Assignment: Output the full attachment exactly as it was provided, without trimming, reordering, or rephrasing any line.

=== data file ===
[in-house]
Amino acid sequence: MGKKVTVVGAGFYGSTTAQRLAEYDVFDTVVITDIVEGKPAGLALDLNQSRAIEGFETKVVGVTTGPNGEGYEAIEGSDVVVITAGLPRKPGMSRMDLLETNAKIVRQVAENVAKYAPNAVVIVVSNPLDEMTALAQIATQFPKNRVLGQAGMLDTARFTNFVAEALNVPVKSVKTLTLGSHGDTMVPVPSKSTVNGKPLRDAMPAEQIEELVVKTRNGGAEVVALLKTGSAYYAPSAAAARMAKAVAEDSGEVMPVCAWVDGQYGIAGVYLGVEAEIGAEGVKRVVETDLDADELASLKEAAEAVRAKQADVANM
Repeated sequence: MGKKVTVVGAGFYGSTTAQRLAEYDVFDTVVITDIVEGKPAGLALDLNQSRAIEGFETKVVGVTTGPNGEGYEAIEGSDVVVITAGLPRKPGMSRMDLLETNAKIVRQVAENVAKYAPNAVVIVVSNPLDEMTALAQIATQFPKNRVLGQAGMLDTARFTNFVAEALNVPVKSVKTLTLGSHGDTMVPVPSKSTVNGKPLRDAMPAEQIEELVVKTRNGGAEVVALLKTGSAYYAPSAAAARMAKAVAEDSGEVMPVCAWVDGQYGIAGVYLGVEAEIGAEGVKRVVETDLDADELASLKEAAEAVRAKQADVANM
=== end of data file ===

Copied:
[in-house]
Amino acid sequence: MGKKVTVVGAGFYGSTTAQRLAEYDVFDTVVITDIVEGKPAGLALDLNQSRAIEGFETKVVGVTTGPNGEGYEAIEGSDVVVITAGLPRKPGMSRMDLLETNAKIVRQVAENVAKYAPNAVVIVVSNPLDEMTALAQIATQFPKNRVLGQAGMLDTARFTNFVAEALNVPVKSVKTLTLGSHGDTMVPVPSKSTVNGKPLRDAMPAEQIEELVVKTRNGGAEVVALLKTGSAYYAPSAAAARMAKAVAEDSGEVMPVCAWVDGQYGIAGVYLGVEAEIGAEGVKRVVETDLDADELASLKEAAEAVRAKQADVANM
Repeated sequence: MGKKVTVVGAGFYGSTTAQRLAEYDVFDTVVITDIVEGKPAGLALDLNQSRAIEGFETKVVGVTTGPNGEGYEAIEGSDVVVITAGLPRKPGMSRMDLLETNAKIVRQVAENVAKYAPNAVVIVVSNPLDEMTALAQIATQFPKNRVLGQAGMLDTARFTNFVAEALNVPVKSVKTLTLGSHGDTMVPVPSKSTVNGKPLRDAMPAEQIEELVVKTRNGGAEVVALLKTGSAYYAPSAAAARMAKAVAEDSGEVMPVCAWVDGQYGIAGVYLGVEAEIGAEGVKRVVETDLDADELASLKEAAEAVRAKQADVANM